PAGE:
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MTA to Install Cameras on 300 Additional Buses to Ticket Drivers in Bus Lanes

A bus lane on Merrick Boulevard (DOT)

A bus lane on Merrick Boulevard (DOT)

Oct. 3, 2022 By Christian Murray

The MTA is installing additional cameras on its bus fleet to ticket drivers who encroach on its bus lanes.

The agency said that it will be adding cameras to 300 buses by the end of the year across nine routes in Staten Island, the Bronx, Queens and Brooklyn—on top of the 123 buses that are equipped with the hi-tech system today.

The system—called ABLE (as in automated bus lane enforcement)—involves the mounting of cameras on MTA buses, which snap photos of vehicles in the lanes while the bus is in motion. The technology is in addition to the enforcement cameras that are permanently located in fixed positions on corridors throughout the city such as on Main Street, Merrick Boulevard and Woodhaven Boulevard, which have been installed by the Department of Transportation.

The first of the 300 additional buses with the ABLE technology was rolled out today on the Q44 Select Bus Service route, which goes through central Queens.

This year’s installment of the bus-mounted cameras will expand bus enforcement technology—through ABLE and the DOT’s fixed camera locations—to all boroughs and cover approximately 50 percent of bus lane miles across the city.

The MTA and DOT plan to expand camera enforcement to cover up to 85 percent of existing bus lanes by the end of 2023.

To reach that goal, the MTA plans to add 600 new cameras by the end of 2023. The DOT’s fixed cameras will work in concert with these bus cameras.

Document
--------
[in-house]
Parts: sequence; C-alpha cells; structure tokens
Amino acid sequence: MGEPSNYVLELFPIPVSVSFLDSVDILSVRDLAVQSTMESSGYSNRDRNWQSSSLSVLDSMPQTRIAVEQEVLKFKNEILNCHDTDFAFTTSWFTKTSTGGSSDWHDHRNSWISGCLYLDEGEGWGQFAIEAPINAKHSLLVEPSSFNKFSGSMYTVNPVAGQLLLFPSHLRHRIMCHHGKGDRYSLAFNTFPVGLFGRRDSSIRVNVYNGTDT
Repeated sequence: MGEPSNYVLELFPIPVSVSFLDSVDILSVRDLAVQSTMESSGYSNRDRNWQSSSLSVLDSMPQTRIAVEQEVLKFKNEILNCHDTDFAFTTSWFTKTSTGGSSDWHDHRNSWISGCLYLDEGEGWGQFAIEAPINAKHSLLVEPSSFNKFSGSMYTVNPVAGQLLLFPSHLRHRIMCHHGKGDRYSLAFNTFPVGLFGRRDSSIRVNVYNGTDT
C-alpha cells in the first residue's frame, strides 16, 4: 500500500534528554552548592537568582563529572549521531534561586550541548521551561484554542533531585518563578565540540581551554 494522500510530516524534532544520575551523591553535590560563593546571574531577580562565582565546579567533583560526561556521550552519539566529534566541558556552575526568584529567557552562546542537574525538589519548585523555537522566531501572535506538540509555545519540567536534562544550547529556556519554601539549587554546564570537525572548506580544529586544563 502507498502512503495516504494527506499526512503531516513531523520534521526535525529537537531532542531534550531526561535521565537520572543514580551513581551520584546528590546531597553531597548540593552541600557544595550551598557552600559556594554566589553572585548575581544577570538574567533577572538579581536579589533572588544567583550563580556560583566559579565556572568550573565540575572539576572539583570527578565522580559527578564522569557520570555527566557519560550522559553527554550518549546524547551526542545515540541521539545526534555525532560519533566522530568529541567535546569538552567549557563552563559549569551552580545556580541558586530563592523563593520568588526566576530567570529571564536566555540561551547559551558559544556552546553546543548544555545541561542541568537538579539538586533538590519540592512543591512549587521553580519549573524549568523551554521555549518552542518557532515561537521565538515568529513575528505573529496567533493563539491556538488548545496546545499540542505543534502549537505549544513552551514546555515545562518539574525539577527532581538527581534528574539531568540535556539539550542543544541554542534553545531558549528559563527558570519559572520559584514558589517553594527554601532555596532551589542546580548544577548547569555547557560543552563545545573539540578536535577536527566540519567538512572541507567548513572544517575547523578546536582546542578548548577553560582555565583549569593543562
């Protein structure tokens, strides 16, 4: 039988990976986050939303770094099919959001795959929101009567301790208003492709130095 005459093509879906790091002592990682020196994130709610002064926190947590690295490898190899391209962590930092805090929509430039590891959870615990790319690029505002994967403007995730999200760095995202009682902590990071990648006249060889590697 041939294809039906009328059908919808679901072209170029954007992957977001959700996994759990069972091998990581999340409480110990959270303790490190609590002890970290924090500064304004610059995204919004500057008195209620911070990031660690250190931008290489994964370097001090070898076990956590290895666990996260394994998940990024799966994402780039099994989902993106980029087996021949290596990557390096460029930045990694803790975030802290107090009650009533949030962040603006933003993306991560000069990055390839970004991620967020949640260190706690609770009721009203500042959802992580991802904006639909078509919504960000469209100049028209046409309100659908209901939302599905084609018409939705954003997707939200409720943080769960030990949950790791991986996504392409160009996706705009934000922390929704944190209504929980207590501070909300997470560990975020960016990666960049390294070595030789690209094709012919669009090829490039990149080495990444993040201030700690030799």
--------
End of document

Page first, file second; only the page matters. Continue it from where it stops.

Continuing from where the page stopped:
“Improving the bus network must be at the top of the MTA agenda,” said MTA Chair and CEO Janno Lieber in a statement. “We have made tremendous progress over the last few years with new strategies designed to speed up our buses, and now we are doubling down by using technology to clear out bus lanes so MTA buses can keep moving.”

The other routes that will see the ABLE system installed this year include the S79 SBS, Bx12 SBS, Bx41 SBS, Bx19, Q43, B62, B25, and B42.

Each bus lane corridor will have signage indicating the hours that the bus lanes are operable, and warning motorists that the lanes are camera-enforced, as the existing bus lane corridors have.

Drivers who violate these rules during enforcement periods are subject to a summons, with fines beginning at $50 and escalating, for repeat offenders, up to $250.

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Anonymous

When are they going to start ticketing the bus drivers for reckless driving and running through the red lights. MTA -with the city’s support – think they rules don’t apply to them.

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Queens Commuter

There are some bus lines where the signal is accommodated for buses to “ride thru the red light” which is perfectly legal.

It’s to give buses priority and a common practice.

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Jeff Zheng

As I was leaving New York for good Astoria specifically I started to notice a lot more hand activity. Cops aren’t doing anything to help good citizens. The greatest thing I ever did was leave Astoria/the city/subways. Just that pressure of not having to constantly look behind your shoulders goes a long way.

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